"A recent spill of coal ash in North Carolina underscores the challenge of disposing hazardous substances captured from power plant stacks. Are we diverting air pollutants into our waterways?"
"Ben Adkins grew up on North Carolina's Dan River.
"This place was where I first knew God was real," Mr. Adkins drawls, gazing down at a narrow segment of the river known as Draper Landing. That's where he learned to fish and swim as a boy, where he first felt a spiritual connection to nature, he says. Gesturing toward his 2-year-old son, Benson, he adds, "I was planning on teaching him how to fish and swim right here, too.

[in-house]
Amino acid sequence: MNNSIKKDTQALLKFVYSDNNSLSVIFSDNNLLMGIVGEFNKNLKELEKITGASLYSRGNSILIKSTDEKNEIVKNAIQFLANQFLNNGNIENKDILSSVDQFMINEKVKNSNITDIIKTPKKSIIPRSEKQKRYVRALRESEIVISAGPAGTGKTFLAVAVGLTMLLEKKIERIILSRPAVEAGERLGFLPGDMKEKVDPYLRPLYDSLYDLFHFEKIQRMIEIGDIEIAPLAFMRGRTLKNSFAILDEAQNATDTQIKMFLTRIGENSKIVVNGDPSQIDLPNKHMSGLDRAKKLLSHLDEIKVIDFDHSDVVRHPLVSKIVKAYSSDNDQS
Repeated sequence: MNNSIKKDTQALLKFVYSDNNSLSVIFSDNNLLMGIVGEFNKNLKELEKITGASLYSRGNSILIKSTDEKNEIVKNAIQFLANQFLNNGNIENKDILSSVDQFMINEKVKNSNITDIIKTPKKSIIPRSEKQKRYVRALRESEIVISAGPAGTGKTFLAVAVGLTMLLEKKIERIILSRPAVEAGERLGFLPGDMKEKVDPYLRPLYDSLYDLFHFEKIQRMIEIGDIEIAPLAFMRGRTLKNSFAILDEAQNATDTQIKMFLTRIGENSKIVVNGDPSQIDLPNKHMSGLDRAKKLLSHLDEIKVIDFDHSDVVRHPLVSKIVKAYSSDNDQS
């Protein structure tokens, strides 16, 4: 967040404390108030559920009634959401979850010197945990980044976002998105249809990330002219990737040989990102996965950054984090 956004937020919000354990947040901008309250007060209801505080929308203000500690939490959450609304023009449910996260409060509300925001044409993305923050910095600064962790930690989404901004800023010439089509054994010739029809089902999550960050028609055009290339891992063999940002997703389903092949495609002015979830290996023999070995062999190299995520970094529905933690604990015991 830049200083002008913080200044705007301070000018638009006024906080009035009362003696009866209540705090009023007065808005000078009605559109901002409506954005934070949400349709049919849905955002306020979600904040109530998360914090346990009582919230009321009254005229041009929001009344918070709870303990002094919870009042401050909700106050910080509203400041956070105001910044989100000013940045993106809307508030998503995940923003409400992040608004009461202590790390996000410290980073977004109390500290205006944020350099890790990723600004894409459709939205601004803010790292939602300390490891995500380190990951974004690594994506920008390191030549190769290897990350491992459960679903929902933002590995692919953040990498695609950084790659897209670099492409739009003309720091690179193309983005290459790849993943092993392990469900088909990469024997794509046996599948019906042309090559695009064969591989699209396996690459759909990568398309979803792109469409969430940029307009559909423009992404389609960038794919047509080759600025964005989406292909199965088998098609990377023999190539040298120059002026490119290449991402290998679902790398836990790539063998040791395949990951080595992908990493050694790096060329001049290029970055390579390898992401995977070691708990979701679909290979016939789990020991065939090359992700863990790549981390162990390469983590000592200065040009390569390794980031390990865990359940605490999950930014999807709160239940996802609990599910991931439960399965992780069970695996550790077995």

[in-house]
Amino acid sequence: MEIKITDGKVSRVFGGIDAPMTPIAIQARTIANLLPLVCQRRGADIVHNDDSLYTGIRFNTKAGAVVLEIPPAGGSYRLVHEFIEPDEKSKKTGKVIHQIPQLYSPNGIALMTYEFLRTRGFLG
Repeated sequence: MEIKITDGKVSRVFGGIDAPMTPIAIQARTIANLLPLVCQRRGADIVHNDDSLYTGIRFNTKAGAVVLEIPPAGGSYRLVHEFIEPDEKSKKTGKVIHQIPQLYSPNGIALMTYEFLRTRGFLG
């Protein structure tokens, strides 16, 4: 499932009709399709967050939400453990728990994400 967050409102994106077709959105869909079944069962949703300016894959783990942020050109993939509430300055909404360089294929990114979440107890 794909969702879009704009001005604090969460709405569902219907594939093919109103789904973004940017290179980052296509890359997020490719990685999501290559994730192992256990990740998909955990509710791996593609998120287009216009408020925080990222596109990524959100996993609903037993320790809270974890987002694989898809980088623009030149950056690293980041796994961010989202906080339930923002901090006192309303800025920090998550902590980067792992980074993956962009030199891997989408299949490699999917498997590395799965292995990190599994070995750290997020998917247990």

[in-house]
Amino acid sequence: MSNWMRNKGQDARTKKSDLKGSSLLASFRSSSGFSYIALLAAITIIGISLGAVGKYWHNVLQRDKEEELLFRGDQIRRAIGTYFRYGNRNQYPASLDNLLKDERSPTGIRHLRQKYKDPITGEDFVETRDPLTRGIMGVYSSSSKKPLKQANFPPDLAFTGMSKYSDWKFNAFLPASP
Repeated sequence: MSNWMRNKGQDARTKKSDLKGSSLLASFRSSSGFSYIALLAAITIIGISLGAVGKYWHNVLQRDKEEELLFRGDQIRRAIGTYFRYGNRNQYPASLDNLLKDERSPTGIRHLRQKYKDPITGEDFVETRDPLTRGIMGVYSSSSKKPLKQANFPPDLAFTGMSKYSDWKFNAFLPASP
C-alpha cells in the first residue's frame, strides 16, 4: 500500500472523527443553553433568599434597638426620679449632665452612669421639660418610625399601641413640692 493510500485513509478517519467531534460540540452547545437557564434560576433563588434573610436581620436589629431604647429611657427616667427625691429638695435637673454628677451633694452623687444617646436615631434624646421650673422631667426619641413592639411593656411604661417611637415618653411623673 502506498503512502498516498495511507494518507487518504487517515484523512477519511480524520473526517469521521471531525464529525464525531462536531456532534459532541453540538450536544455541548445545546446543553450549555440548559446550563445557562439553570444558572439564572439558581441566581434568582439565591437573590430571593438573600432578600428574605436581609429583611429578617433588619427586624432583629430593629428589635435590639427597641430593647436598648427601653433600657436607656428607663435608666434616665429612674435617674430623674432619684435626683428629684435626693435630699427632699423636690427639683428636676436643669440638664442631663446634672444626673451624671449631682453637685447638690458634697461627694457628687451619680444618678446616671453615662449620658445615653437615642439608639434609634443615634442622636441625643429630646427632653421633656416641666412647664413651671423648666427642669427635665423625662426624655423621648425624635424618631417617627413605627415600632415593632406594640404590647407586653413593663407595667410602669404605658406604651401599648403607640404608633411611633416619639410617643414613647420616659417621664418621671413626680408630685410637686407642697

"Now, I wouldn't let my dog come in here," Adkins adds.
Less than two months earlier, a storm pipe underneath an unlined coal ash basin two miles upstream from Draper Landing ruptured and spewed more than 30,000 tons of coal ash into the Dan. The plume of gray sludge spread 70 miles downstream, depositing toxins along the way."